"These are two fundamentally different things," the advisor told LRT Radio. "Over 4,000 people took part in the protest, based on some estimates. They protested peacefully, expressed their convictions and dispersed when the rally ended."

"What happened afterwards in the evening [...] cannot be justified in any way," she added.

People have the right to voice their opinion to politicians, but "when one's opinion is expressed by throwing stones, it is completely intolerable", according to Skaisgiryte.

About 5,000 demonstrators gathered outside the parliament building on Tuesday for an authorized rally to protest against the government's plans to impose restrictions for people without coronavirus immunity or negative test results.

When the Seimas sitting ended, some protested blocked exits from the parliament and the driveway into the building's internal courtyard. As the police began pushing the protesters away, the crowd responded by throwing bottles and flares at officers. The police used teargas against protesters.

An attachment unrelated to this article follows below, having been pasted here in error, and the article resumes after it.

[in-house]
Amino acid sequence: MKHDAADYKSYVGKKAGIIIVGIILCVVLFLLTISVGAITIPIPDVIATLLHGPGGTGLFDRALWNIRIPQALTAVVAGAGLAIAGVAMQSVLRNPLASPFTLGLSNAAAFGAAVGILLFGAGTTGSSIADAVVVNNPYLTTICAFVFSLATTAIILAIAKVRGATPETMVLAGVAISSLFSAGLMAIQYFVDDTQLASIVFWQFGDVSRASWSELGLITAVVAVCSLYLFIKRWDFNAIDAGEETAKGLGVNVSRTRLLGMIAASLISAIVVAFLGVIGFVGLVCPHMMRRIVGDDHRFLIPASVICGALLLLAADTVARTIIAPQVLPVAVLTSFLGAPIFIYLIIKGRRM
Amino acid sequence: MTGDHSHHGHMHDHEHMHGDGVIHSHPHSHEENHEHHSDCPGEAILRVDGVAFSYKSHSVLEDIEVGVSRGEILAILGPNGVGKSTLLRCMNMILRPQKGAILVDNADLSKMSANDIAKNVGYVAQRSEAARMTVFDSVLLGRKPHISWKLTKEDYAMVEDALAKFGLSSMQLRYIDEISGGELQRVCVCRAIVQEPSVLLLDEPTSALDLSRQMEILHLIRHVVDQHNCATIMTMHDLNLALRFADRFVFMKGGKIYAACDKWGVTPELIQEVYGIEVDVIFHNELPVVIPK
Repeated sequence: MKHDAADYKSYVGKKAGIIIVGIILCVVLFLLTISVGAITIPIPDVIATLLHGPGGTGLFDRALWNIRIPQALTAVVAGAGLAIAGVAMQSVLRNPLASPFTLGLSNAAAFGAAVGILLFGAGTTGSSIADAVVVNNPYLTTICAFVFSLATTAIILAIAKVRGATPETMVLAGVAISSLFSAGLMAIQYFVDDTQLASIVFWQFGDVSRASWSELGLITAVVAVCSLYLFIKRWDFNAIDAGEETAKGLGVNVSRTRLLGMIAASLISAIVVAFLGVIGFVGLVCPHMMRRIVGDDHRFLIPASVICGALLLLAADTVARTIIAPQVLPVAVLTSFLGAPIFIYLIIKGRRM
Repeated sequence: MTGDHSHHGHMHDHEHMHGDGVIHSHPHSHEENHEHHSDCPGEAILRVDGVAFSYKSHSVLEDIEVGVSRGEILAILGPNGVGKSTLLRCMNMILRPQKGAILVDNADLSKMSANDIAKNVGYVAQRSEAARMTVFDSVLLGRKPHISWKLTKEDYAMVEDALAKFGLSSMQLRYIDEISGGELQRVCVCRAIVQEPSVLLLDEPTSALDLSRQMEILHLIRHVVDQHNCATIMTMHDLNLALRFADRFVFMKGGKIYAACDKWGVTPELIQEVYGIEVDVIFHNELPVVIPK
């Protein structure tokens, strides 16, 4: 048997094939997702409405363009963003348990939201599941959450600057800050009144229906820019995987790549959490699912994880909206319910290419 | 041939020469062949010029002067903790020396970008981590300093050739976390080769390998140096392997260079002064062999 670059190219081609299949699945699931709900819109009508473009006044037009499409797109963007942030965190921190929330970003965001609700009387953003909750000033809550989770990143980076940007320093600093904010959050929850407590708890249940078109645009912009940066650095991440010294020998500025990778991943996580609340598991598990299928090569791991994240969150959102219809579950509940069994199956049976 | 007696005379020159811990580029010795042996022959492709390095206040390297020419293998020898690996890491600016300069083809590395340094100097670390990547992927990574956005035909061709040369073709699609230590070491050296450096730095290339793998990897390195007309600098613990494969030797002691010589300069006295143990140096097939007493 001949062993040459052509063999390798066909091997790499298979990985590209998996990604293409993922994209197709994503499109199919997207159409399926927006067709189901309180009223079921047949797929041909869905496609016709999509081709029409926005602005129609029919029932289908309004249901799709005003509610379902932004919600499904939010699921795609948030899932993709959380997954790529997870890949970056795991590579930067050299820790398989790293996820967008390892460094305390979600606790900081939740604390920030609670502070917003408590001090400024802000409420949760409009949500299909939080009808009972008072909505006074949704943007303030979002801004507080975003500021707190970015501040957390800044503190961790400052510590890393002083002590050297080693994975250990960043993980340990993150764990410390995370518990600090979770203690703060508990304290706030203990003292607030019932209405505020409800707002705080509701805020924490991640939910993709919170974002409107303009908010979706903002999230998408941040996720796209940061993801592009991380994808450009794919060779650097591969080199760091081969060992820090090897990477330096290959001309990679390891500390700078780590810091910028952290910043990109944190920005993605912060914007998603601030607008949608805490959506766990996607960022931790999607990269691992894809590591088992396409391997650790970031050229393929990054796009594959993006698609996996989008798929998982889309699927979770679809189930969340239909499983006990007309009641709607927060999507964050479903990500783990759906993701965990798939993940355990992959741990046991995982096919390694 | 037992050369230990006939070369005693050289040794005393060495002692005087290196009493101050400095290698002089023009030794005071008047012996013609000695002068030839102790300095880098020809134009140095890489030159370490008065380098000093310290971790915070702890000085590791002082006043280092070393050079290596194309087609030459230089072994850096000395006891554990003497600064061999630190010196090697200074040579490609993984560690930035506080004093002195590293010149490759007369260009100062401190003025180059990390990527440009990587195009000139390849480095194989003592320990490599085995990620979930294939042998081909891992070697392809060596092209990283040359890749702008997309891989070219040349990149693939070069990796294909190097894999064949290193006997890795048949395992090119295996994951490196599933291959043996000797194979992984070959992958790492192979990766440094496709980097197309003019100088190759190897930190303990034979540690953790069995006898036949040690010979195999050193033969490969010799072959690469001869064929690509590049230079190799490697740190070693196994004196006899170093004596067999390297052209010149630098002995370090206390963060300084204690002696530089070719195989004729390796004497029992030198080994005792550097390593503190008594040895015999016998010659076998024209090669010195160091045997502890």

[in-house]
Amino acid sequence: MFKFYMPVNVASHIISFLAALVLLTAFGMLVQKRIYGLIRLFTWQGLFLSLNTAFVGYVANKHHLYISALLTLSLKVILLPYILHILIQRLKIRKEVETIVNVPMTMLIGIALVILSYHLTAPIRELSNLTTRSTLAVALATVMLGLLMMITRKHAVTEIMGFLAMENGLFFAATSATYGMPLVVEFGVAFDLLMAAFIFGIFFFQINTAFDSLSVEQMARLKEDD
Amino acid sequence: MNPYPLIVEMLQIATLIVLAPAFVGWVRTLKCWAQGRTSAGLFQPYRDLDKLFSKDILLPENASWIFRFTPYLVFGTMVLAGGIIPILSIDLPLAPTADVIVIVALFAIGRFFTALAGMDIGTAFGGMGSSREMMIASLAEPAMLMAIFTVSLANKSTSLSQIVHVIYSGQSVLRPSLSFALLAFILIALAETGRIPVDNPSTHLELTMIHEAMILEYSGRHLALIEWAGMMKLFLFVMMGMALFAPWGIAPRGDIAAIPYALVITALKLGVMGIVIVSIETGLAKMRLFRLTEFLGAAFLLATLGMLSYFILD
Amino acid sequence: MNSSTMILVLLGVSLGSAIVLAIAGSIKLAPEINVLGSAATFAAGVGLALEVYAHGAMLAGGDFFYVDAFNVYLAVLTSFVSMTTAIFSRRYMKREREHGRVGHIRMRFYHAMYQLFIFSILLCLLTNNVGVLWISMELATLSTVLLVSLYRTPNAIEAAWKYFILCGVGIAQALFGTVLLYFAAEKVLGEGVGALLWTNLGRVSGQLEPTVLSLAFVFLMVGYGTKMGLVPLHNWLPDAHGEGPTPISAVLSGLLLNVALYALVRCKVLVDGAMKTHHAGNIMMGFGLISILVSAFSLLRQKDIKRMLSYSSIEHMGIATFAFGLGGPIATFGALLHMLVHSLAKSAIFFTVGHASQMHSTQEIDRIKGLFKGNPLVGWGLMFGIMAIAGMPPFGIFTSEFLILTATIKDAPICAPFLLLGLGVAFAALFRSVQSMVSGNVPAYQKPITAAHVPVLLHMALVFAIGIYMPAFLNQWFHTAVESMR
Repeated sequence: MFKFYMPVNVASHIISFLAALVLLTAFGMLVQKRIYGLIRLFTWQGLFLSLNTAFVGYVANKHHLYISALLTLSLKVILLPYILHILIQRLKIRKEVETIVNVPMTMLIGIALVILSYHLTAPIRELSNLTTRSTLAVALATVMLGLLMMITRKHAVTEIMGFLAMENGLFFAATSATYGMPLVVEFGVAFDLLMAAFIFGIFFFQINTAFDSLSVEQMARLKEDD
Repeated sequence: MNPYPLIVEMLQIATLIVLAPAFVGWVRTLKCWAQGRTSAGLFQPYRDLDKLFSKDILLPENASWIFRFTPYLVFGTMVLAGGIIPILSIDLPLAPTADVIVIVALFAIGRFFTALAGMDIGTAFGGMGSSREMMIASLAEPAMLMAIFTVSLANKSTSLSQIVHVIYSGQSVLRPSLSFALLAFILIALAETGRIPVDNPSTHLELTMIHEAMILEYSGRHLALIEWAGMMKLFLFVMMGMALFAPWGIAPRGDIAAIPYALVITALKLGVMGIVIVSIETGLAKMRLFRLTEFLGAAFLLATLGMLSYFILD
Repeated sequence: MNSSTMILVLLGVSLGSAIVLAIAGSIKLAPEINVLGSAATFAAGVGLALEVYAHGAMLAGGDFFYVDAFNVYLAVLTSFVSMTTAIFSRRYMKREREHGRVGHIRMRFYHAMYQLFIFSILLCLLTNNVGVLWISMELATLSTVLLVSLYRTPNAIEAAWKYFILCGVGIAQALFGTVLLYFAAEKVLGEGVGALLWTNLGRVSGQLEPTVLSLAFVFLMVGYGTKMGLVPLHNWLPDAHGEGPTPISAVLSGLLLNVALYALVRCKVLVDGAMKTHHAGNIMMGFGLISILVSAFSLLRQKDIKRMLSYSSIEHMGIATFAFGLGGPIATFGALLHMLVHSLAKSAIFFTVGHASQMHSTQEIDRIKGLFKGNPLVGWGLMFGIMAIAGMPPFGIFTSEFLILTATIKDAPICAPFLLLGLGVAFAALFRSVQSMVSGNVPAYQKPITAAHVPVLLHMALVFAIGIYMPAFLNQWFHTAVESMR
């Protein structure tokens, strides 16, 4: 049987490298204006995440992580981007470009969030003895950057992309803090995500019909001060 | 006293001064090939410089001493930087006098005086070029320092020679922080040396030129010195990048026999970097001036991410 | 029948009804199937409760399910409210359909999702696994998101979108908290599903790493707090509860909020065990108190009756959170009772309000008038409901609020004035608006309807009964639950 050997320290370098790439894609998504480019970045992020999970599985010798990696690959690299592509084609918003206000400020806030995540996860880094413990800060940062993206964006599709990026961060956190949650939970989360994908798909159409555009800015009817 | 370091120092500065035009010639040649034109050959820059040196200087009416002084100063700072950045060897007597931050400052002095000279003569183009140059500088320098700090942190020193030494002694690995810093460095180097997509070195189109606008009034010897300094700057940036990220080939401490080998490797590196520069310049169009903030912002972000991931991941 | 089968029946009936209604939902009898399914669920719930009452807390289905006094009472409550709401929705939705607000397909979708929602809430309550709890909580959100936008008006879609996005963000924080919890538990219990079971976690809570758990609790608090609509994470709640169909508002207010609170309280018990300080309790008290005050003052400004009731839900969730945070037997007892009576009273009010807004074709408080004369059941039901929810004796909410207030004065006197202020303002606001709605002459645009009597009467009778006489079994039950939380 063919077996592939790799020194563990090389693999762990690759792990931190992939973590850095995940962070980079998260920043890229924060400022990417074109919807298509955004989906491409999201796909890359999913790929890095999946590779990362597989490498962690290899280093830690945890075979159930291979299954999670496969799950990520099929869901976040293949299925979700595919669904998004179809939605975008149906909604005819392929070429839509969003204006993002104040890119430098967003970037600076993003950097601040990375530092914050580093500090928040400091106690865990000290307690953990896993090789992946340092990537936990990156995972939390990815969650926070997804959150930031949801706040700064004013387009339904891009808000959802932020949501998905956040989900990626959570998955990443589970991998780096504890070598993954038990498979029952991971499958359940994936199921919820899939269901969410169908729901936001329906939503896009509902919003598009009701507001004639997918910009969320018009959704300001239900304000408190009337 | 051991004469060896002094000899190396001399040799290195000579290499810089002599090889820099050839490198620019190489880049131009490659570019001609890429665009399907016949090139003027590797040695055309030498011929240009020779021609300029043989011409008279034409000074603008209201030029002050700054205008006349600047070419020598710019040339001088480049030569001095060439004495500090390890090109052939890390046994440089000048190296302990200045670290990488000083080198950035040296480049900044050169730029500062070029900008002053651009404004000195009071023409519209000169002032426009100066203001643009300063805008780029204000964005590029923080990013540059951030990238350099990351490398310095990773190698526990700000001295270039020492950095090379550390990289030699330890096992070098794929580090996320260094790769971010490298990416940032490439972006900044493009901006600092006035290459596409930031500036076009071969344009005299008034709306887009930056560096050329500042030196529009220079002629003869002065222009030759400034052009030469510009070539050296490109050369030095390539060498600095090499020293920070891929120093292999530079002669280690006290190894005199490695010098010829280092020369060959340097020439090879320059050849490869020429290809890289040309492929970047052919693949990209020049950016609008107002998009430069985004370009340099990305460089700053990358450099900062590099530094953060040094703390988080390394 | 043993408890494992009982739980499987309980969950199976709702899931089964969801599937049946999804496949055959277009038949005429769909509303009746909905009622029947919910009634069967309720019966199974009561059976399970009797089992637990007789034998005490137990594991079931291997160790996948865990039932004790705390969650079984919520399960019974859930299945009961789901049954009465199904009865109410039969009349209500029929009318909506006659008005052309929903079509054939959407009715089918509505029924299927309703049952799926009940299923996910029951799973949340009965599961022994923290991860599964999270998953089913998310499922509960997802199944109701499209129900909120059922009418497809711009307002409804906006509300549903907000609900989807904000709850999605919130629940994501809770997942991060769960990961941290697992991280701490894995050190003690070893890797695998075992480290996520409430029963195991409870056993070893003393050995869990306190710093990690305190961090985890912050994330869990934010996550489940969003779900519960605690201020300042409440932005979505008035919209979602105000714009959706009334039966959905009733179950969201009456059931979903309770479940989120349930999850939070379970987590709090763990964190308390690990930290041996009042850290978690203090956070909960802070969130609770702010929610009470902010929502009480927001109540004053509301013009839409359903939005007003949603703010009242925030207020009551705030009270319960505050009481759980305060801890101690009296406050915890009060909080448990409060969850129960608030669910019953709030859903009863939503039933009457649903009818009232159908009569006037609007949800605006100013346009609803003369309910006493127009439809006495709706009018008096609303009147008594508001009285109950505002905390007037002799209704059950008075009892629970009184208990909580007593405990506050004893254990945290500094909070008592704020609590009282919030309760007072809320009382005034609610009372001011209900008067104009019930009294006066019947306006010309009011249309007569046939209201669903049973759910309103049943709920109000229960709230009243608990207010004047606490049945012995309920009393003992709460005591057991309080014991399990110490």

On the same day, a riot broke out at an irregular migrant camp set up in the Rudninkai military training area.

Skaisgiryte said Tuesday's riots had caused "great damage to our state," as they are already being used by unfriendly states for propaganda purposes.

President Gitanas Nauseda is meeting with Darius Jauniskis, director of the State Security Department, later on Thursday.